The meaningful engagement of community-based actors in climate change adaptation planning is crucial for effective plans, but achieving it is an ongoing challenge, even with participatory methods. In this paper we explore the effects of a very different approach, using a shared-values crystallisation approach as a pre-process to standard vulnerability risk assessments (VRAs), which recently reported significant impact on plans produced. We posit the effect could be due to learning via changed local perceptions of roles, and we use multiple-case study work with five Village Development Committees (VDCs) in North East District, Botswana, and examine VRA outputs, and pre- and post-VRA interview transcripts, for qualitative evidence of tangible changes in role perceptions. Findings indicate that VDC members who took part in the shared-values pre-process significantly clarified and prioritized their general roles, and subsequently engaged more deeply in the planning process, taking more responsibility and ownership for the final adaptation plans produced. They related climate risks to their local lived-realities better, producing quality action plans, funding innovations, and mainstreaming of adaptation into wider local plans, alongside an eagerness to present ideas to higher-governance levels. These findings suggest the shared-values pre-process could be immediately valuable for multilevel adaptation planning practices, and that the concept of role clarification deserves more specific consideration in academic studies on participation.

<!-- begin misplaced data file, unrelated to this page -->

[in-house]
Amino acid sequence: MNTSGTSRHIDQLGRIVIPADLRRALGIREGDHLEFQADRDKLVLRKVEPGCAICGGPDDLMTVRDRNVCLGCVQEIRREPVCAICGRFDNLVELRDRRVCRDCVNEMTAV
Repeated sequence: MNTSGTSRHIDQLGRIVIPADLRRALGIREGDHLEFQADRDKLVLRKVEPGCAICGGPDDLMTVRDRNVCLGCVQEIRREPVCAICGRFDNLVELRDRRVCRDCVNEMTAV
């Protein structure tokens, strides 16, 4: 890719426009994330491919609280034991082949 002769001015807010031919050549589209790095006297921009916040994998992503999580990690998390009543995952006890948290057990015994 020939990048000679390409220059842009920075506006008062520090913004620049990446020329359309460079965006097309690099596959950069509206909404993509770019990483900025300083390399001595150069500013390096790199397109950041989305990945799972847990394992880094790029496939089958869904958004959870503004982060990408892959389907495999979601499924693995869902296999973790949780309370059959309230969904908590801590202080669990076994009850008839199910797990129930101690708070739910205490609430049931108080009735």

- shared values
- WeValue InSitu
- local adaptation plan
- village development committee
- vulnerability risk assessment
- multilevel adaptation